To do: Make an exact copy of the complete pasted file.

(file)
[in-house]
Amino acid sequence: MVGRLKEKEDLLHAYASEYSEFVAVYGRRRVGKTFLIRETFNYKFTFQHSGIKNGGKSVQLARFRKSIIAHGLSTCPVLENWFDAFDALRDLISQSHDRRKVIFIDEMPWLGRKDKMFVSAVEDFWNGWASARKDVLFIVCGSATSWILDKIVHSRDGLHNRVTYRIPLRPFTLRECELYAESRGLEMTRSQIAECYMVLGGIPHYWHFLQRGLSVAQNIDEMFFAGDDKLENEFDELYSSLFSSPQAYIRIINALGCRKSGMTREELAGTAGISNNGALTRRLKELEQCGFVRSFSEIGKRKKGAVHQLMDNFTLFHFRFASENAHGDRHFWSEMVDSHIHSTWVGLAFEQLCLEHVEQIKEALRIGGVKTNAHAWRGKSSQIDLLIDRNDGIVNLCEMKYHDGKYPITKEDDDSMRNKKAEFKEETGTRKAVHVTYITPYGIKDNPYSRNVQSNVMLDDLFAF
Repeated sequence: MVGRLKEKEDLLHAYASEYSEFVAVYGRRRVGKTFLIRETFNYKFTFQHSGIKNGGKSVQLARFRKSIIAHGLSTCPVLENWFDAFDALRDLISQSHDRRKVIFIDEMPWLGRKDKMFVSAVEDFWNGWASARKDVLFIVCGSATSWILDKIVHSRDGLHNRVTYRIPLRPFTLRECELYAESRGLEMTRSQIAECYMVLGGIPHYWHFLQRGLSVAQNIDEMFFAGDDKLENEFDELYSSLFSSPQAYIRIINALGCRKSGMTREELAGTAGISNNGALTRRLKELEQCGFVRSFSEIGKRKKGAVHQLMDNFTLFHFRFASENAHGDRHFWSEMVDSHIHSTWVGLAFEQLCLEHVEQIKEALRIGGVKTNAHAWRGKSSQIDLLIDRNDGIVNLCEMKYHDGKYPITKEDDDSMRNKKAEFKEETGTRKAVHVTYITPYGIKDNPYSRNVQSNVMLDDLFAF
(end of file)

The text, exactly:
[in-house]
Amino acid sequence: MVGRLKEKEDLLHAYASEYSEFVAVYGRRRVGKTFLIRETFNYKFTFQHSGIKNGGKSVQLARFRKSIIAHGLSTCPVLENWFDAFDALRDLISQSHDRRKVIFIDEMPWLGRKDKMFVSAVEDFWNGWASARKDVLFIVCGSATSWILDKIVHSRDGLHNRVTYRIPLRPFTLRECELYAESRGLEMTRSQIAECYMVLGGIPHYWHFLQRGLSVAQNIDEMFFAGDDKLENEFDELYSSLFSSPQAYIRIINALGCRKSGMTREELAGTAGISNNGALTRRLKELEQCGFVRSFSEIGKRKKGAVHQLMDNFTLFHFRFASENAHGDRHFWSEMVDSHIHSTWVGLAFEQLCLEHVEQIKEALRIGGVKTNAHAWRGKSSQIDLLIDRNDGIVNLCEMKYHDGKYPITKEDDDSMRNKKAEFKEETGTRKAVHVTYITPYGIKDNPYSRNVQSNVMLDDLFAF
Repeated sequence: MVGRLKEKEDLLHAYASEYSEFVAVYGRRRVGKTFLIRETFNYKFTFQHSGIKNGGKSVQLARFRKSIIAHGLSTCPVLENWFDAFDALRDLISQSHDRRKVIFIDEMPWLGRKDKMFVSAVEDFWNGWASARKDVLFIVCGSATSWILDKIVHSRDGLHNRVTYRIPLRPFTLRECELYAESRGLEMTRSQIAECYMVLGGIPHYWHFLQRGLSVAQNIDEMFFAGDDKLENEFDELYSSLFSSPQAYIRIINALGCRKSGMTREELAGTAGISNNGALTRRLKELEQCGFVRSFSEIGKRKKGAVHQLMDNFTLFHFRFASENAHGDRHFWSEMVDSHIHSTWVGLAFEQLCLEHVEQIKEALRIGGVKTNAHAWRGKSSQIDLLIDRNDGIVNLCEMKYHDGKYPITKEDDDSMRNKKAEFKEETGTRKAVHVTYITPYGIKDNPYSRNVQSNVMLDDLFAF